The Sleep Center at Johns Hopkins All Children’s Hospital diagnoses and treats children with a wide range of sleep problems and disorders.
The Johns Hopkins All Children’s Sleep Center evaluates and treats premature infants to young adults with any type of sleep disorder, including problems falling asleep or staying asleep, snoring, sleepwalking and abnormal movement during sleep. Our team consists of sleep medicine physicians, nurse practitioners and registered sleep technologists. We also work closely with pulmonology, neurology, genetics, psychology, plastic surgery, cardiology and occupational therapy to provide each patient with the personalized care he or she needs. We also understand that the family is an important part of the patient’s care team, that’s why we provide every family with the educational support and resources they need to care for their child at home.
Our Sleep Center is the only full-service pediatric hospital in west-central Florida accredited by the American Academy of Sleep Medicine. The accreditation recognizes high standards in core areas including personnel, facility and equipment, policies and procedures, data acquisition, patient care and quality assurance.
Our center includes a Sleep Clinic and Sleep Laboratory. In the Sleep Clinic, our team works together to assess each patient’s sleep issue to determine if he or she should come in for a sleep study. Patients suspected of having a sleep disorder are often referred to our Sleep Laboratory for an in-depth overnight sleep study. Once we have information from the sleep study, patients are seen in the Sleep Clinic to discuss a personalized treatment plan.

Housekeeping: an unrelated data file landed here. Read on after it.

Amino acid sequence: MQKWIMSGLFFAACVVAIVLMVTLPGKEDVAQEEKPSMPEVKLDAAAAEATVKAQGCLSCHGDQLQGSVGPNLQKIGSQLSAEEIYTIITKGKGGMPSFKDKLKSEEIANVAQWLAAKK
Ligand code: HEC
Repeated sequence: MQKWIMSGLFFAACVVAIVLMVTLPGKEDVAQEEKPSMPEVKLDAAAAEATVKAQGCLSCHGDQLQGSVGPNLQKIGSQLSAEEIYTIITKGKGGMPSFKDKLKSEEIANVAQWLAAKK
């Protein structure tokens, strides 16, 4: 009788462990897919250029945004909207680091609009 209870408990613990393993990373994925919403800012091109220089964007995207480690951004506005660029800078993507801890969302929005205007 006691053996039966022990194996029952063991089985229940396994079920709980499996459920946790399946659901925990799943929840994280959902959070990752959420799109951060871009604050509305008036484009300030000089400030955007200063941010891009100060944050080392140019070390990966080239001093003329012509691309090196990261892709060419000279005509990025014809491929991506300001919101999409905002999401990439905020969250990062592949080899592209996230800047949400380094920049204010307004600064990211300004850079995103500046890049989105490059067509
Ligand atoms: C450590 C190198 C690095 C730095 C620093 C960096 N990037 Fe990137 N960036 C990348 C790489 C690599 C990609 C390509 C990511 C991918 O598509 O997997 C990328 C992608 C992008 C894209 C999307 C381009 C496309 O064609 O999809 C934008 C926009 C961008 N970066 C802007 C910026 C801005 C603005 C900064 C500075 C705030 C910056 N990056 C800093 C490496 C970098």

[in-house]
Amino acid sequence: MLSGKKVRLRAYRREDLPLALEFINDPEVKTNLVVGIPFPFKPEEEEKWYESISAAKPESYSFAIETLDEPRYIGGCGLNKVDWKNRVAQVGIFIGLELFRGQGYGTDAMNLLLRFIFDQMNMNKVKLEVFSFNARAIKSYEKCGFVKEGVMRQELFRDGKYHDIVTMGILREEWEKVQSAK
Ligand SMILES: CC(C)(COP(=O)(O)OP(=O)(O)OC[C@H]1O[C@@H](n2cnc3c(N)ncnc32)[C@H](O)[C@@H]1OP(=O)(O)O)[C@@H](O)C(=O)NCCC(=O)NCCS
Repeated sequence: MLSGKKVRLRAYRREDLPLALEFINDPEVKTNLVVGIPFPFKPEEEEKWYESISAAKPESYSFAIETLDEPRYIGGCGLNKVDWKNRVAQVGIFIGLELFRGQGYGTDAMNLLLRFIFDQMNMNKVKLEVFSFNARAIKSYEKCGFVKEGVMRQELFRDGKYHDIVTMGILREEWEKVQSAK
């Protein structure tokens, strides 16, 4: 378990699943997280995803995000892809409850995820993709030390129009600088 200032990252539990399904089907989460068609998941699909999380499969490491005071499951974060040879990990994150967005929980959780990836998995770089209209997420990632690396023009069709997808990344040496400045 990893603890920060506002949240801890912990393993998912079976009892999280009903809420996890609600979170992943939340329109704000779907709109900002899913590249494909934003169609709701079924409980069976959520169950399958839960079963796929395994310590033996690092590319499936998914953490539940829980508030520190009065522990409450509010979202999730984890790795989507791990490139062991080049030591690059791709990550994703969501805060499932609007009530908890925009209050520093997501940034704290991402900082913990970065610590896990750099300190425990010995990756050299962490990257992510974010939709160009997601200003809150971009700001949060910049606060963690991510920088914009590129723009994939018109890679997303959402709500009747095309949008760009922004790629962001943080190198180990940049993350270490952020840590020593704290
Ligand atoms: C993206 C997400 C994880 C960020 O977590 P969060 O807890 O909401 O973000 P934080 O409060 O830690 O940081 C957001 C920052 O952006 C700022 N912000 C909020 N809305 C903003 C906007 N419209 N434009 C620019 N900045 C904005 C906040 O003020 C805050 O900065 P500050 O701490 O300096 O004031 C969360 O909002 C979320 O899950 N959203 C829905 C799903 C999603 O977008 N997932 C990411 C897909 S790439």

In addition to our comprehensive care, we have access to pediatric specialists and subspecialists throughout our hospital and can provide a seamless transition for patients who need additional specialty care beyond our services.
Treating Premature Infants
Our Sleep Laboratory provides specialized care for premature infants, including bedside sleep studies in our neonatal intensive care unit (NICU). Our team uses a portable sleep unit to care for babies in the NICU and closely monitors infants for any breathing problems before they are discharged.
Understanding Healthy Sleep
If your child is dealing with a sleep issue, it’s important to recognize what’s causing the problem. It’s also important for families to understand proper sleep and healthy bedtime routines.
Questions to Help Recognize Sleep Problems
- Does your child sleep fewer than nine hours per night?
- Does your child snore?
- Is your child restless before or during sleep?
- Is your child hyperactive or sleepy during the day?
If the answer to any of these questions is “yes,” your child may have a sleep disorder. Talk to your doctor or contact us for an evaluation with a sleep specialist.
Tips for Healthy Sleep
- Bedtime and wake-up time should be consistent and age-appropriate.
- The average 10-year-old needs 10 hours of sleep, and younger kids need more.
- Teenagers need eight to nine hours of sleep each night.
- No electronic media (smart phones, tablets, computers and TV) for one to two hours before bedtime.
- Lights should be dim (try candlelit dinners, showers with night-lights) from about 6 p.m. until bedtime, and then use bright lights in the morning.
- No caffeine or nicotine exposure.